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Angels Acquire Matt Joyce From Rays For Kevin Jepsen

December 16th, 2014
He gone.

He gone.


It seems the Angels are fixed on working in pairs* this winter. The club has made two trades with the Dodgers, two waiver claims from the D’Backs, a trade and a waiver claim with the Astros, a trade and a Rule 5 Draft selection with the Rockies, and, now, two trades with the Rays: The Halos acquired veteran outfielder Matt Joyce from Tampa Bay in exchange for Kevin Jepsen on Tuesday, giving the team some much-needed depth at designated hitter and an extra lefty bat to man the outfield corners.

Joyce, 30, immediately bolsters what were very low expectations at DH next season. ZiPS projected the tag team of C.J Cron, Josh Hamilton, Albert Pujols, and Efren Navarro to combine for 0.7 WAR at the position in 2015, which was the second-lowest expected total for an AL team. With Joyce added to the mix, that total jumps to 1.6 WAR, right into the middle of the pack.

Jerry Dipoto is saying that Joyce will serve as the primary DH, but I’d be surprised if that title is more than semantic. In a league that’s still dominated by right-handed pitchers, of course the lefty hitter would be the primary guy. That doesn’t necessarily mean he’ll start every game. For as good as Joyce is at crushing righties (.355 wOBA!), he’s undeniably terrible (.257 wOBA) against southpaws. Knowing that—and you can bet the Angels are well aware of the dichotomy—there’s no reason for Mike Scioscia to start Joyce against lefties when Cron is waiting in the wings. For all C.J.’s troubles with plate discipline, I think he can be counted on to at least be better than Joyce vs. LHPs. Cron didn’t have much of a platoon split in 2014, but his K rate was seven percent better when he had the handedness advantage.

Oddly, Joyce has always been a much better player in the first half than the second. Over the last four years he’s averaged a 145-point drop in OPS after the All-Star break, and for his career holds a .356 wOBA vs. a .325 wOBA between the two halves. There’s no way of knowing what causes his annual second-half dip in numbers, but I think it’s safe to say it’s more than just random noise, and thus is something to be addressed. Just how the Halos plan on dealing with his seemingly inevitable post-ASB decline is unknown, but it should be interesting to keep an eye on.

Joyce is expected to make ~$5 million this winter–his final season of arbitration–which represents only about a $2.5 million pay hike over what the club would have paid Jepsen. If we assume Jepsen would have earned roughly $4 million next season, his final arbitration year, then the Halos just saved a couple million. Sort of. Not really.

In Kevin Jepsen, the Angels lose a late-innings reliever who appeared to be finally coming into his own in 2014. The right-hander, also 30, posted career bests in just about every meaningful statistical category last season, including earned-run average (2.63), innings pitched (65), and strikeouts per nine (10.4). If you believe that Jepsen is a safe bet to repeat that performance next year, then his loss is pretty massive hit to the bullpen. If you’re like me, though, and believe that relievers are the biggest gambles in the game and that there was a slim chance he’d ever be that good again—Hello, .547 OPS-against!—then his jettison to St. Petersburg looks like a master stroke. Two years of a solid but injury-prone reliever for one year of an affordable, quality lefty bat? Yes, please.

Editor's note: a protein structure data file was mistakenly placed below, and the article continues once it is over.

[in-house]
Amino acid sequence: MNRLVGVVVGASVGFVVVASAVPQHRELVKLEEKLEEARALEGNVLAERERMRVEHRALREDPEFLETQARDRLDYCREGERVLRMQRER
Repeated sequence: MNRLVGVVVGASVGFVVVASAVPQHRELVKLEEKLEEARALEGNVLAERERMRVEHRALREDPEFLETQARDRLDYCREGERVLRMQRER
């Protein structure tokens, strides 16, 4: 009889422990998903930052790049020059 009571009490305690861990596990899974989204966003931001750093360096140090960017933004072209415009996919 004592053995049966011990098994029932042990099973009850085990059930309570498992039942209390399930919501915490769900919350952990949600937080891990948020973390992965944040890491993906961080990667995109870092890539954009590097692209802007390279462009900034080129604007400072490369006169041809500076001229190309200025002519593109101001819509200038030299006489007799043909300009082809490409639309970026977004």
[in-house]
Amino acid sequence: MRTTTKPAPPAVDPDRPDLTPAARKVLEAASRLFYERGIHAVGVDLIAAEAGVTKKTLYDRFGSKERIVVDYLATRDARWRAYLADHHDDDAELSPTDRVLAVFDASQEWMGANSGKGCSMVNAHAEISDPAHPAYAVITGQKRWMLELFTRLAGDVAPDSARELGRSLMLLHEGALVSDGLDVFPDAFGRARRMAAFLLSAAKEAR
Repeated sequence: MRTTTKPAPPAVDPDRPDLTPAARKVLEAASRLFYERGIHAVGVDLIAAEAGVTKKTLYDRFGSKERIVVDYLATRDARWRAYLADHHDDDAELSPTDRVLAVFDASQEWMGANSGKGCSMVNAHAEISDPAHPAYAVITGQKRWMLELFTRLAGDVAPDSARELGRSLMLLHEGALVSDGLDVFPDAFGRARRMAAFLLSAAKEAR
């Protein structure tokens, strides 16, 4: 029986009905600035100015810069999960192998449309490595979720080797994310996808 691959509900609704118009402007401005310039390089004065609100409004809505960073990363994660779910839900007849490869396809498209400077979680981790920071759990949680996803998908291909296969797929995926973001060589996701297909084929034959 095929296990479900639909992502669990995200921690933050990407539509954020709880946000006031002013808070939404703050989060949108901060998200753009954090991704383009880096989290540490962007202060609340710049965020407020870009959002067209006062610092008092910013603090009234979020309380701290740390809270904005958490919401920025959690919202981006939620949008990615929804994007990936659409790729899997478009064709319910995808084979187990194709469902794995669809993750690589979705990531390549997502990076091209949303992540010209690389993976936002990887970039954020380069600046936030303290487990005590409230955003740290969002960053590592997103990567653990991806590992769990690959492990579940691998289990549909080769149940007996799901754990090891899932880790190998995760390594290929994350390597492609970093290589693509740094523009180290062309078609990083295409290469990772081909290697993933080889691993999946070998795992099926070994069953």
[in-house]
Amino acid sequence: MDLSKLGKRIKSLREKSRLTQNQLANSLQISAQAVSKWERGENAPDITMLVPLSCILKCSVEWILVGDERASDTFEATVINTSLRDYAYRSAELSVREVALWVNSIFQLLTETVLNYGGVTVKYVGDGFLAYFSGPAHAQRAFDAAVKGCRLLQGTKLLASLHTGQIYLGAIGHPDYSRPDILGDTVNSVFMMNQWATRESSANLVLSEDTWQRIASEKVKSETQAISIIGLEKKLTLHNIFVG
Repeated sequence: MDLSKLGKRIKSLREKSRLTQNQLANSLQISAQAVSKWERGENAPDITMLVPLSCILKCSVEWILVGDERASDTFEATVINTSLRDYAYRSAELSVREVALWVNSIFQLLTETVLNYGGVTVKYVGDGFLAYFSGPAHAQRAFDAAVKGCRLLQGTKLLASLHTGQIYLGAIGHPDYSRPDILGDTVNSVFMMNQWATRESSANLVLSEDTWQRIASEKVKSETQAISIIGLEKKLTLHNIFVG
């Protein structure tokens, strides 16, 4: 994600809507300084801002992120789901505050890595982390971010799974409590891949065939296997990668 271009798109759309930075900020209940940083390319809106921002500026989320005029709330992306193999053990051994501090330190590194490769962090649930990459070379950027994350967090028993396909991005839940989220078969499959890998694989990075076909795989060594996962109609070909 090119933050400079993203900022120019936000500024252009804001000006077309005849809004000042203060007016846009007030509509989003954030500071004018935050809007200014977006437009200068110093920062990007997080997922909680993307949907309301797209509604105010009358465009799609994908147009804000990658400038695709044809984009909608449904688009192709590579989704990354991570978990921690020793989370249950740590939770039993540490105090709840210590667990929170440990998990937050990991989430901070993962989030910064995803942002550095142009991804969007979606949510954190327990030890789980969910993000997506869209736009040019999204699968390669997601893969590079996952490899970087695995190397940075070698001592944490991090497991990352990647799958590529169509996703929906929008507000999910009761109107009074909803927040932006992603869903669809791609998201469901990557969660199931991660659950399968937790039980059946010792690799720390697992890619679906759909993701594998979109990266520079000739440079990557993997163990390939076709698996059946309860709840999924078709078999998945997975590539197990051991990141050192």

Even without Jepsen (and Jairo Diaz), the Halos still have a powerful and deep relief corps on their hands. Huston Street, Joe Smith, Mike Morin, Cesar Ramos, Cory Rasmus, Fernando Salas, and Hector Santiago/Vinnie Pestano should be more than enough to keep teams off the board in the late innings. And should one of them get hurt? There’s still Cam Bedrosian, Drew Rucinski, Jeremy McBryde, Danny Reynolds, and Trevor Gott standing by to fill in. Mourn the loss of a long-tenured Angel, but not what it might mean for the bullpen. It’s still in very good shape.

The one thing that gives me pause about this deal is that it’s cemented in many minds the notion that Mike Trout will hit third in 2015. This is a terrible idea. As I’ve written before, optimal lineup construction isn’t the big game-changer that many want it to be, unless it involves Mike Trout. He has been so much better than everyone else the last three seasons that willfully choosing to give him fewer plate appearances—which is all moving to the three hole actually does for sure—should be grounds for excommunication from Major League Baseball. With the combination of Iannetta and Aybar at the bottom of the lineup, Trout gets all the run-producing opportunities he needs batting second—he did just lead the league in RBI, did he not? Slotting Matt Joyce into the two hole, .342 OBP and all, isn’t going to make a difference on that front.

A potential Opening Day lineup, as things stand:

RF Calhoun
CF Trout
1B Pujols
LF Hamilton
DH Joyce/Cron
3B Freese
SS Aybar
C Iannetta
2B Green/Rutledge


*I guess we should expect a second transaction with the Rangers any day now…

Should The Angels Bid For Jung-ho Kang?

December 15th, 2014

If Kang doesn’t work out, there’s always Kodos.


Korean superstar Jung-ho Kang was posted Monday evening, adding some much-needed intrigue to this winter’s market for middle infielders. MLB clubs have until Friday to submit bids for the 27-year-old shortstop, who hit a Bondsian .356/.459/.739 with 40 home runs in 2014, earning his league’s MVP award. The Korean Baseball Organization (KBO) is a notoriously offense-friendly league, so it’s tough to take Kang’s numbers at face value, but there’s no denying he’s got some wallop in his bat.